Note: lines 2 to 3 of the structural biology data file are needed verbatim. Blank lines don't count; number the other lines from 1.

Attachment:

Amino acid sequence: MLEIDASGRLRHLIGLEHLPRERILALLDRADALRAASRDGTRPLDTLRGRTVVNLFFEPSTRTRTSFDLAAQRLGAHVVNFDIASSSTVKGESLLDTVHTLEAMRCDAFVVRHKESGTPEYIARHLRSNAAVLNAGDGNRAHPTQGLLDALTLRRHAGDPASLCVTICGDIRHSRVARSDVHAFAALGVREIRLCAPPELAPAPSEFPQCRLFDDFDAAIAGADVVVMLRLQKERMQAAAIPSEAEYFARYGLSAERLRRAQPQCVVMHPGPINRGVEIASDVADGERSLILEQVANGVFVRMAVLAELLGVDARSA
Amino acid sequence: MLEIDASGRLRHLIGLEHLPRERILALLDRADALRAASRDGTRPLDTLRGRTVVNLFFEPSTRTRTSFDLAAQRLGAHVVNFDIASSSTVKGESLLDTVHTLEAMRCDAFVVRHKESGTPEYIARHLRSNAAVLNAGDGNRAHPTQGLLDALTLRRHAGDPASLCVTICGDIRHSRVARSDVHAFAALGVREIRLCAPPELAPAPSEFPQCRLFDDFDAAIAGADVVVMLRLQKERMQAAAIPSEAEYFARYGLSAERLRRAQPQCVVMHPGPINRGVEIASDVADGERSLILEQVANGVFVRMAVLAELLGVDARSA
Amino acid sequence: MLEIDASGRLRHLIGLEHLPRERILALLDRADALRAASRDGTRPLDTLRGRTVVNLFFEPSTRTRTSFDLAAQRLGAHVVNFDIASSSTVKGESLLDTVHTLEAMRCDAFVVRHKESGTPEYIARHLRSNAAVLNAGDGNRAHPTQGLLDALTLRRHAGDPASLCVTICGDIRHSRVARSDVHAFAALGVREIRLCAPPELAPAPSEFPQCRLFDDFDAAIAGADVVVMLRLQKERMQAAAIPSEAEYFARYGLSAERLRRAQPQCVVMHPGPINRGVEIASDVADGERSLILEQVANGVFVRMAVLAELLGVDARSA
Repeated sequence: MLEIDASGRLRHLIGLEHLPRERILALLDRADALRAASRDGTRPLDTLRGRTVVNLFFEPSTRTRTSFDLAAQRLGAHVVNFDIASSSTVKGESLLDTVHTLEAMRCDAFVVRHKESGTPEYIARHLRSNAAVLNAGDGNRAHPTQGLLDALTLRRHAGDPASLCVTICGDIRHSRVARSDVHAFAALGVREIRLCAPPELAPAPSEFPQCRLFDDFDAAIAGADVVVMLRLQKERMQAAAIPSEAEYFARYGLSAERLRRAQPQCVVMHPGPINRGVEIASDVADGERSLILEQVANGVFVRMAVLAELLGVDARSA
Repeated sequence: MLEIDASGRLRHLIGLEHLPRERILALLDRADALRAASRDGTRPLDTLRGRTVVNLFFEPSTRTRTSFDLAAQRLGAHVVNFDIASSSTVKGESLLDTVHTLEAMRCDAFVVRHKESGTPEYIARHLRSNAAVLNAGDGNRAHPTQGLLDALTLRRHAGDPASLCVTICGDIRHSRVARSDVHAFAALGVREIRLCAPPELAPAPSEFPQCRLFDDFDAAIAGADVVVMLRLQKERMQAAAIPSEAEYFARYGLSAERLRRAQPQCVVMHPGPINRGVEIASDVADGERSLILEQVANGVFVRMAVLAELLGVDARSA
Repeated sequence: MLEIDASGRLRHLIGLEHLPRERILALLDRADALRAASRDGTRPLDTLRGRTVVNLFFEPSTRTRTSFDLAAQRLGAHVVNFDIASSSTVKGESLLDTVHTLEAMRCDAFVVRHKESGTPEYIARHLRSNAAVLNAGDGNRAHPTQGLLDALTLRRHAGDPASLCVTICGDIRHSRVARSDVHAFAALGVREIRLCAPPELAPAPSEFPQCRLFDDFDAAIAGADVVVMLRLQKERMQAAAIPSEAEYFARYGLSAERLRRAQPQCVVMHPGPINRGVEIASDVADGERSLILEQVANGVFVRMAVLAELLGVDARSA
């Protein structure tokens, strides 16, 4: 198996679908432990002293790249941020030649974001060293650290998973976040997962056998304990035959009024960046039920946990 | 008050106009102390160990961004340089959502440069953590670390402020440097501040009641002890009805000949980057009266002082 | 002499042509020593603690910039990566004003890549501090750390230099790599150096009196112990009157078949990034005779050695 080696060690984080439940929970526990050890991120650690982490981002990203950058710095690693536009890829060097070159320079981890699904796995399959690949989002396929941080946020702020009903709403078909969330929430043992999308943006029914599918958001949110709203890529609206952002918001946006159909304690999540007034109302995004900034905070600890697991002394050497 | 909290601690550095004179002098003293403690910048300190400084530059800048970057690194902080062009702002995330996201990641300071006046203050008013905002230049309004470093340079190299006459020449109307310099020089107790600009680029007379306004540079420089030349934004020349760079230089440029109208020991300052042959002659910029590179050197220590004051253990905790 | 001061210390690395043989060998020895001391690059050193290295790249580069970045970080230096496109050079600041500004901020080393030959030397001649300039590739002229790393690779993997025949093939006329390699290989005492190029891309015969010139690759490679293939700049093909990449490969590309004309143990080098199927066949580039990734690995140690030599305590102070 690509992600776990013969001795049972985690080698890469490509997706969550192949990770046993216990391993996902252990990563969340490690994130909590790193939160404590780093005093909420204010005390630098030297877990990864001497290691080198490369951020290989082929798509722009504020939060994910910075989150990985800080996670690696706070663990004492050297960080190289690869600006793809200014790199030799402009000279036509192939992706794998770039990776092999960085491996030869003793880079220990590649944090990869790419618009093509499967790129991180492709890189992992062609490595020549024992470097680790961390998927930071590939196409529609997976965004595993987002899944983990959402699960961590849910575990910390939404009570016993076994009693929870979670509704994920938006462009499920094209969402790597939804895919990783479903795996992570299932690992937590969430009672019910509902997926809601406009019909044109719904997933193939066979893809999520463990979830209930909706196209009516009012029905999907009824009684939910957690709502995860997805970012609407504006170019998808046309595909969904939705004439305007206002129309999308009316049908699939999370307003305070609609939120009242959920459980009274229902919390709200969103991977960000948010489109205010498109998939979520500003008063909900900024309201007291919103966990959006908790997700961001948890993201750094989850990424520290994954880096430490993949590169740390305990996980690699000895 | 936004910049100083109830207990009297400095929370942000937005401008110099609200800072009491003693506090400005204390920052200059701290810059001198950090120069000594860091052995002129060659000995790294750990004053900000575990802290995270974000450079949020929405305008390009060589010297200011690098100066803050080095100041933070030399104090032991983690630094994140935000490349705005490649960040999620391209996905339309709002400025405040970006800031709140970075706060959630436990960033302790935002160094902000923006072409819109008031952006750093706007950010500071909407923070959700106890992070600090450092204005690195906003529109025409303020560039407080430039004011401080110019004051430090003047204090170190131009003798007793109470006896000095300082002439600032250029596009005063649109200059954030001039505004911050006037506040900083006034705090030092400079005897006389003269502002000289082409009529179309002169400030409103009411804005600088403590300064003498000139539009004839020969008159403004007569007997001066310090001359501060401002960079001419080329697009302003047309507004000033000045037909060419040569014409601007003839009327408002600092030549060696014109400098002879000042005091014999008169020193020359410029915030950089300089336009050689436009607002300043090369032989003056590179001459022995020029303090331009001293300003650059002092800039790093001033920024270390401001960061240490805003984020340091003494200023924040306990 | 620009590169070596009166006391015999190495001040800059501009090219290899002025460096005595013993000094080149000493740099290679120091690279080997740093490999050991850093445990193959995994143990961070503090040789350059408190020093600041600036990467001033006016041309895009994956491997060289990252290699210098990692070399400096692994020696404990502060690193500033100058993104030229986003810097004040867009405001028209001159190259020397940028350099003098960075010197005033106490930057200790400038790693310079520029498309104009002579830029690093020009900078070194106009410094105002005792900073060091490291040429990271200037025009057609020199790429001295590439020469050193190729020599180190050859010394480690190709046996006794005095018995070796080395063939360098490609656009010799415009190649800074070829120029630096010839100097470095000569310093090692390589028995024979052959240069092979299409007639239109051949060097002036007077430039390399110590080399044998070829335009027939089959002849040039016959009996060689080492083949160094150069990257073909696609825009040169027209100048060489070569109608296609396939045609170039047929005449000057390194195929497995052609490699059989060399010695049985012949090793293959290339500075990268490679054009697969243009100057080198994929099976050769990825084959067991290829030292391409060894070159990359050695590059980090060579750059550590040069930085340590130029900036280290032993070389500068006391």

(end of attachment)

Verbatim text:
Amino acid sequence: MLEIDASGRLRHLIGLEHLPRERILALLDRADALRAASRDGTRPLDTLRGRTVVNLFFEPSTRTRTSFDLAAQRLGAHVVNFDIASSSTVKGESLLDTVHTLEAMRCDAFVVRHKESGTPEYIARHLRSNAAVLNAGDGNRAHPTQGLLDALTLRRHAGDPASLCVTICGDIRHSRVARSDVHAFAALGVREIRLCAPPELAPAPSEFPQCRLFDDFDAAIAGADVVVMLRLQKERMQAAAIPSEAEYFARYGLSAERLRRAQPQCVVMHPGPINRGVEIASDVADGERSLILEQVANGVFVRMAVLAELLGVDARSA
Amino acid sequence: MLEIDASGRLRHLIGLEHLPRERILALLDRADALRAASRDGTRPLDTLRGRTVVNLFFEPSTRTRTSFDLAAQRLGAHVVNFDIASSSTVKGESLLDTVHTLEAMRCDAFVVRHKESGTPEYIARHLRSNAAVLNAGDGNRAHPTQGLLDALTLRRHAGDPASLCVTICGDIRHSRVARSDVHAFAALGVREIRLCAPPELAPAPSEFPQCRLFDDFDAAIAGADVVVMLRLQKERMQAAAIPSEAEYFARYGLSAERLRRAQPQCVVMHPGPINRGVEIASDVADGERSLILEQVANGVFVRMAVLAELLGVDARSA